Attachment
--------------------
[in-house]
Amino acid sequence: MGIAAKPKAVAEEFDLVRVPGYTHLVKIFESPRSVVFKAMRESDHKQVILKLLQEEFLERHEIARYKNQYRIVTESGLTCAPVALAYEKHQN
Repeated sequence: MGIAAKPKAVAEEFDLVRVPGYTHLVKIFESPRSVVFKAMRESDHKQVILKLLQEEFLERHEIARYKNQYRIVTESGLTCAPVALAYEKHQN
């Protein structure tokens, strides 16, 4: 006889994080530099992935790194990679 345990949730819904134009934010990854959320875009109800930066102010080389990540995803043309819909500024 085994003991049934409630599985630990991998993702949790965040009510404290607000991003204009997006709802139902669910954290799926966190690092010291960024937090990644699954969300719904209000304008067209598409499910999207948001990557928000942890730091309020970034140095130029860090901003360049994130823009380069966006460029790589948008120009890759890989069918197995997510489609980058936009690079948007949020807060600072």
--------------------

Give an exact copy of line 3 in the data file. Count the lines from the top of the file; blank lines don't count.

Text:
Repeated sequence: MGIAAKPKAVAEEFDLVRVPGYTHLVKIFESPRSVVFKAMRESDHKQVILKLLQEEFLERHEIARYKNQYRIVTESGLTCAPVALAYEKHQN